USDA Indicates Near-Record Number of US Chickens and Turkeys Are Dying From Avian Flu

by Shelby Scott
(Photo by Julian Stratenschulte/picture alliance via Getty Images)

While we’re still waiting to celebrate Halloween, Thanksgiving is right around the corner and that means many Outsiders will soon be heading to grocery stores and supermarkets to pick up their holiday feast. However, finding that perfect Thanksgiving turkey might be harder this year than it’s been in the past as the US Department of Agriculture (USDA) reports that a near-record number of both chickens and turkeys have died this year due to cases of avian flu.

Fox News reports that more than 5 million birds died from avian flu between January and July this year. The increased number of deaths is the result of a new form of the virus which has infected more wild chickens and turkeys in 2022 than ever before. The deaths are the result of both cullings and infections, the latter intended to limit the spread of avian flu to other flocks which are already at risk of contracting the virus.

Economically, avian flu has caused both a ban on exports as well as decreased production of eggs, resulting in a severe rise in prices for highly desired and necessary food products. Per the outlet, the same strand of avian flu ravaging flocks across the States is also affecting farmers and agriculturalists across Europe.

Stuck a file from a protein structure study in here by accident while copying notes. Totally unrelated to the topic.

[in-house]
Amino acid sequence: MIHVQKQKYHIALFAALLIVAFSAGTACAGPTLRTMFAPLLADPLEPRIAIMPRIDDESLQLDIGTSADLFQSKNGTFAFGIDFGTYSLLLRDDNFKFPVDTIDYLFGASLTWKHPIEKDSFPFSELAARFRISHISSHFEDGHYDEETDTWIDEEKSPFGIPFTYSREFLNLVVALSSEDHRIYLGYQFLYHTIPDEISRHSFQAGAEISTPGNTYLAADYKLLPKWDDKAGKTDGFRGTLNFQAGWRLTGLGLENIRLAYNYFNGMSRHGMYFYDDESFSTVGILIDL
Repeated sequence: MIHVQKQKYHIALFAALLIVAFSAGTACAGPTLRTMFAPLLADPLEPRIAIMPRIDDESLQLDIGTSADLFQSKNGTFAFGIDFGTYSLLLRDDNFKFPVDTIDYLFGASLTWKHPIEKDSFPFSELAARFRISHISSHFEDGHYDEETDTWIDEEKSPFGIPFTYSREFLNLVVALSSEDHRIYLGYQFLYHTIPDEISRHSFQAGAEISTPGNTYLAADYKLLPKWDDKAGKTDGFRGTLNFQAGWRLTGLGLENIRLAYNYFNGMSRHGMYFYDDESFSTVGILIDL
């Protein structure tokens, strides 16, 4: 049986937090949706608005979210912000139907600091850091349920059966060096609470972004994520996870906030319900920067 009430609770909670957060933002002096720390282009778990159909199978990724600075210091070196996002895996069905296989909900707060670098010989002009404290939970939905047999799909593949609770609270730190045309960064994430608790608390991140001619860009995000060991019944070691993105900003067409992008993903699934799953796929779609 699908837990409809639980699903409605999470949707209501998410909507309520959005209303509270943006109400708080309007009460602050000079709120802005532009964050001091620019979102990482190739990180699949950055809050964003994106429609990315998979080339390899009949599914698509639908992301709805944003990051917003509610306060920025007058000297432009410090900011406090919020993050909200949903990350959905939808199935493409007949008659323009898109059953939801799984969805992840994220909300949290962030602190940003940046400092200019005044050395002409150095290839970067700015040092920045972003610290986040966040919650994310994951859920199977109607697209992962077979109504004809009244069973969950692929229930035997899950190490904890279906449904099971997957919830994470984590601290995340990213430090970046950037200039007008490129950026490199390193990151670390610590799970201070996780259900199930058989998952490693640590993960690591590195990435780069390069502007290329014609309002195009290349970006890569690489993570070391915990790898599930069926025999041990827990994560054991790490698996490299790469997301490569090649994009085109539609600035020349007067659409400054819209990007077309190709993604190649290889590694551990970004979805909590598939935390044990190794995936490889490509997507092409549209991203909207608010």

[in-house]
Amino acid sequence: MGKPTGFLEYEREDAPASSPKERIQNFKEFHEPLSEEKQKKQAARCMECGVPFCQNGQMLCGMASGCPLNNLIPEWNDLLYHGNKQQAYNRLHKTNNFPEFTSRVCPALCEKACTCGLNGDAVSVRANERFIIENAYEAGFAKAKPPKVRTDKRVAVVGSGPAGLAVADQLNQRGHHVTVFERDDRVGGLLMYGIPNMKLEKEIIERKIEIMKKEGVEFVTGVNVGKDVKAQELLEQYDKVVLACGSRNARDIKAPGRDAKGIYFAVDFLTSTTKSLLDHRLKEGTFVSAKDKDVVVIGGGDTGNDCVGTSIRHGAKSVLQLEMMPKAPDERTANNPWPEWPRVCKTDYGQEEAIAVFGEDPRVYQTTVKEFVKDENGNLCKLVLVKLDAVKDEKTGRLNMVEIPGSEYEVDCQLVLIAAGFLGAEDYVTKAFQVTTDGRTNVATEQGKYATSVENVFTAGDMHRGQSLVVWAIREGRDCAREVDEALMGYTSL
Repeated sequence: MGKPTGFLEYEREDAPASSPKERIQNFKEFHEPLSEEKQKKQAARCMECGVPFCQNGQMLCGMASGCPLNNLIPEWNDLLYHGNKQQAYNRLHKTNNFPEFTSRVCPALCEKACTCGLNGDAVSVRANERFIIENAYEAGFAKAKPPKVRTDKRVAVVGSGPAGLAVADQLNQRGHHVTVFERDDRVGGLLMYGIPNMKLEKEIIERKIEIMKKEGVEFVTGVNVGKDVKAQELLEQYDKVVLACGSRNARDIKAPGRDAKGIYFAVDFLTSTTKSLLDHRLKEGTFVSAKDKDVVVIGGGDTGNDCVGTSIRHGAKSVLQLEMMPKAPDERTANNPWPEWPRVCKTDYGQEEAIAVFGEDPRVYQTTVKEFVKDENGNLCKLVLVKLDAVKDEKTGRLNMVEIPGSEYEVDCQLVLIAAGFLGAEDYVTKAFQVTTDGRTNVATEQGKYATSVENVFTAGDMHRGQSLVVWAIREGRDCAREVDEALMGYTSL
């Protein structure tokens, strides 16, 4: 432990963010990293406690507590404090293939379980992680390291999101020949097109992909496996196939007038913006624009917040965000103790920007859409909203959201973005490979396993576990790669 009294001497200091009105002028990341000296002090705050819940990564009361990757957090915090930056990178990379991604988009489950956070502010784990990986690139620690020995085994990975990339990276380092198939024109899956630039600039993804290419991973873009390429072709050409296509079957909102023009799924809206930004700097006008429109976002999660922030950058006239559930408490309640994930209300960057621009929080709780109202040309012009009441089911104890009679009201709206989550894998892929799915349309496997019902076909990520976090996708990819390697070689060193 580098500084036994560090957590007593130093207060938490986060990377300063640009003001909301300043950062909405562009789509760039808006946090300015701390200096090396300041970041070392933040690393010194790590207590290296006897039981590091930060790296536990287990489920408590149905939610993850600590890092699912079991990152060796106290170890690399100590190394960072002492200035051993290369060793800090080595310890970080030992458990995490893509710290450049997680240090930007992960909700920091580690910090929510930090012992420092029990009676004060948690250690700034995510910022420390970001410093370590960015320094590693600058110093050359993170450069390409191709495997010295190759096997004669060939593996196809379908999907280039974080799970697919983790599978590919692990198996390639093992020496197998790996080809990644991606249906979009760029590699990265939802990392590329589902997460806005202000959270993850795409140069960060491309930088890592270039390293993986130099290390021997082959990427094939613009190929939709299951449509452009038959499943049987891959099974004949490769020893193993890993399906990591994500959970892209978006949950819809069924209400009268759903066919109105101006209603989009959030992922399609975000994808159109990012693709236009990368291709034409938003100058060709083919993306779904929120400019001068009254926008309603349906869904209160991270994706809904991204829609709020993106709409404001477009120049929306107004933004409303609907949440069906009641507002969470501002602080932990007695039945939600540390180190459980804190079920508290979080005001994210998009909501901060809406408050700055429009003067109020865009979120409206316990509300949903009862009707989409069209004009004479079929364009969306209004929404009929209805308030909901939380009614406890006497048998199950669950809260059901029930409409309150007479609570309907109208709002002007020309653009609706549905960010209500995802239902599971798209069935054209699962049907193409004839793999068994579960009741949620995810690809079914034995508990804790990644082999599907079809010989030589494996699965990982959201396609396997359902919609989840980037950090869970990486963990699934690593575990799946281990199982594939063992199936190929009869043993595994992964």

The USDA also provided comparable statistics on the current avian flu outbreak versus 2015’s. During the prior outbreak, approximately 50 million birds were affected. The current avian flu outbreak has affected 47.6 million birds so far, encompassing 42 of the 50 states.

USDA Predicts 2022’s Avian Flu Outbreak Will Have Lasting Effects on Wild Birds

While turkeys and chickens intended for agricultural purposes lie at the center of this bout of avian flu, experts from the USDA predict the current strand will not only begin to infect wild birds but will also have a lasting effect.

Rosemary Sifford, a USDA official, provided insight about how large of an impact the current outbreak could have in the future.

“This virus could be present in wild birds for the foreseeable future,” she said. “This one is certainly different.”

Even worse, she added, “Unfortunately, what we’ve done probably hasn’t been enough to protect us from this high load of virus in the wild bird population.”

In addition to turkeys and chickens, experts have also begun noting this same infectious strand in populations of ducks and other poultry. The infection has also been inhibiting affected birds for longer periods of time compared to avian flu outbreaks in the past.

Simultaneously, Europe is experiencing the worst avian flu outbreak its seen in decades, with farmers often forced to kill entire flocks, severely impacting both the economy and individual producers. So far, the continent has seen the deaths of about 50 million infected birds.